I skipped last week because…well…I didn’t have anything to say. Not that I really ever have anything to say, but I had drawn a blank. If there’s ever been a writer’s block on nonsense, I had it last week. I guess I just have to make up for it with some extra nonsense this week…
I’ve heard the phrase “not too shabby” before. But does anyone ever just use shabby?
“How was party last night?”
Dictionary.com says shabby is “impaired by wear, or showing conspicuous signs of wear or neglect.” I guess that doesn’t really apply to a party. The fourth definition is “meanly ungenerous or unfair; contemptible, as person, actions, etc.” Still not good. Who in the world uses the word contemptible? I always get confused when I have to look up other words that define the word I’m looking up. How is that a useful definition to me? I wish the dictionary would just use slang to make things easier for me haha. Tune down the formal verbiage, Webster, and get with the times.
There’s a saying “when preparation meets opportunity, that’s luck.” What a slap in the face. If I prepare and there’s an opportunity, then, to me, that’s skill or talent; not luck. Why would me succeeding at an available opportunity be luck after I’ve prepped for it. If I get an “A” on a test that I studied for, then why would I credit luck? That’s an insult to the time that I put into succeeding. To me, lack of preparation at an opportunity would equate luck. Winning the lotto is luck. You can’t prepare for that. Accidentally banking a cue ball off of 3 walls and hitting one of your balls into a pocket in pool is luck. If you told Michael Jordan that his game winning shot to win a game was luck, he’d punch you in the head. “Well punch you in the head emotionally.” I appreciate those who followed that reference.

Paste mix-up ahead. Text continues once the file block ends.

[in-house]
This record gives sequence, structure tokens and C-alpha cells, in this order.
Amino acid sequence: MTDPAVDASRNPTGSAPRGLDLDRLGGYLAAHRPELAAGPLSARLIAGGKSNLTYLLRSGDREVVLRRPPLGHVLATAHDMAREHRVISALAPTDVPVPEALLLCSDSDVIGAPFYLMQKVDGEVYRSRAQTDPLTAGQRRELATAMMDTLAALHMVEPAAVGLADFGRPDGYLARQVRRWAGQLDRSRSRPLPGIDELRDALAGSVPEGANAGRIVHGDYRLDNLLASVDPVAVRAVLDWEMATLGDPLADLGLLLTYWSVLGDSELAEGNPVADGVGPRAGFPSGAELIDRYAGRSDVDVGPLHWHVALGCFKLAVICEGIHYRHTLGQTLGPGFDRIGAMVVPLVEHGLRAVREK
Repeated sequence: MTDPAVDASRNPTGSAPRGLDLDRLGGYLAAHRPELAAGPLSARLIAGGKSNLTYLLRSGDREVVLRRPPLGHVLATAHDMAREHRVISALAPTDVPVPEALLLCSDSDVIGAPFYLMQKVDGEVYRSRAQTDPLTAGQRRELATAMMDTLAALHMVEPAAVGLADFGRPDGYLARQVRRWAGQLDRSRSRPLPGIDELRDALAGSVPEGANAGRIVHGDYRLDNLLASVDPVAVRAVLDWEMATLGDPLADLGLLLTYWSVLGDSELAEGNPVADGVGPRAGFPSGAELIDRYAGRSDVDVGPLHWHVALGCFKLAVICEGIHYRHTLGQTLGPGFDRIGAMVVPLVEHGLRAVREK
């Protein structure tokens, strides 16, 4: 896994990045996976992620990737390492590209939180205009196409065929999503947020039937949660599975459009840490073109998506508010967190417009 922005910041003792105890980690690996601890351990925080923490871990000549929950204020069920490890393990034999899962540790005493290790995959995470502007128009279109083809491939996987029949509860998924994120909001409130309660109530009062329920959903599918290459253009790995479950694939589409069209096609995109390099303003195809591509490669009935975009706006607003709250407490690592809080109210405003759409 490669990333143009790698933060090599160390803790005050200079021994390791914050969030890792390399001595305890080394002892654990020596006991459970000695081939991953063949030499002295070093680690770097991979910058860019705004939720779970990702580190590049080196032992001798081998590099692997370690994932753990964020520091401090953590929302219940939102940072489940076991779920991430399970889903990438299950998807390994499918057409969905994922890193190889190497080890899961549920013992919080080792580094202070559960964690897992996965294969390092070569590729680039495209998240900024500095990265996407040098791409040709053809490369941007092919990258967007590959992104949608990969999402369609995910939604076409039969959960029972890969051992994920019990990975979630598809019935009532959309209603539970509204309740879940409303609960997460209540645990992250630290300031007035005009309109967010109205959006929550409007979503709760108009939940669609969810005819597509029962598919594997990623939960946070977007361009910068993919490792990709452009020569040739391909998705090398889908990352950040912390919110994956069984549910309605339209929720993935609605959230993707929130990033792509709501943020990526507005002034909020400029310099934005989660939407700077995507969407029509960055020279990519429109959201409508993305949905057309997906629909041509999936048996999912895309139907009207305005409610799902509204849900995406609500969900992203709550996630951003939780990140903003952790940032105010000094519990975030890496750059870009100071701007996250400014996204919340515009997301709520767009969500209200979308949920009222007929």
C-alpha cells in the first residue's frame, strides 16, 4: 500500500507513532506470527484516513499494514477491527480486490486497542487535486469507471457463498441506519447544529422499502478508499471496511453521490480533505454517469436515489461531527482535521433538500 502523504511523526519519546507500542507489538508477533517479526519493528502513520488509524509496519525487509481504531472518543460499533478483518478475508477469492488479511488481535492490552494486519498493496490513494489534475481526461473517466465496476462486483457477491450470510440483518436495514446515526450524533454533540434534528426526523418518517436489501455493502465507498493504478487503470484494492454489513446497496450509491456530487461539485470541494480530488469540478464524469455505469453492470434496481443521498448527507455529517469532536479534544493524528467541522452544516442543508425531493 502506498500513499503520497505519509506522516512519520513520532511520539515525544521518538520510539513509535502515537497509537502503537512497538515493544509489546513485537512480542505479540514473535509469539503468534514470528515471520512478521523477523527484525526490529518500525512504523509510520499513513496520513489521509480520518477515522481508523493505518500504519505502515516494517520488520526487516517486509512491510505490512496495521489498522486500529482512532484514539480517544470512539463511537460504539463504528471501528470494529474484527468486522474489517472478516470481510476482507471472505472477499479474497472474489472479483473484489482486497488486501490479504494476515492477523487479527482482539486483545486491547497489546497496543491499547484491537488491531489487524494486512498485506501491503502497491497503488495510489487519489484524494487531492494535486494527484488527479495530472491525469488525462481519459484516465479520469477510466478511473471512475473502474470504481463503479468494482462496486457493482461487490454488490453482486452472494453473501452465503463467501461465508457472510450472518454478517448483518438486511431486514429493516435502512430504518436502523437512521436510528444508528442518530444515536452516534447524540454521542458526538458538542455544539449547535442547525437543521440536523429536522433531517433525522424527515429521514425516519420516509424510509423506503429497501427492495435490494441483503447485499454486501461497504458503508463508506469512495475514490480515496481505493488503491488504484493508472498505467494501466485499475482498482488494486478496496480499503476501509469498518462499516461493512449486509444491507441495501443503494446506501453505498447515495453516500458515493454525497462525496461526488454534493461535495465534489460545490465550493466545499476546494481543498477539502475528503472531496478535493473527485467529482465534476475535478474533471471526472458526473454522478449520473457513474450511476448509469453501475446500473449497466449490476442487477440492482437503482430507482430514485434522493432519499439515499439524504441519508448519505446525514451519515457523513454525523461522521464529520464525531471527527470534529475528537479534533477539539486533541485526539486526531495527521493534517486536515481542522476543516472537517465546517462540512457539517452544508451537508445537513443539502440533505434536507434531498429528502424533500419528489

I recently went to this lecture on motivation led by an author named Dan Pink. He just wrote a book called “Drive.” I haven’t read it, and honestly, probably won’t because I feel like I took in all the points out of that lecture anyways. It’s like watching a trailer for a movie and then when it’s over, you say…”meh, it’s a renter…” Not that I don’t think it’d be a good book; I just don’t think I’d get any more out of it.
He talked about using money as incentive, and while some studies showed that simple tasks were improved when offered more money, there was a decrease in performance when the task asked for creativity. Pink ultimately has concluded that three things motivate people: autonomy, mastery and purpose.
Why do we practice? To get better at things. And why do we want to get better at things? I thought about it for a while. I realized it’s because it’s fun. We like to be good at things. It’s in our nature to want to not suck at things. We do things we like because they are fun to us, and we keep doing them to get better at it. We keep looking for harder challenges because we like to push ourselves to get over those hurdles. Bigger, harder, faster, greater challenges. And why? Because it’s frustratingly fun and deep inside, we don’t think we can do it. We BELIEVE we will. It’s just a matter of how long before we do.
So keep practicing those things you love to do. There’s a reason we drive ourselves insane; it’s because it’s fun 🙂
Thanks for reading.
– The Shabby Master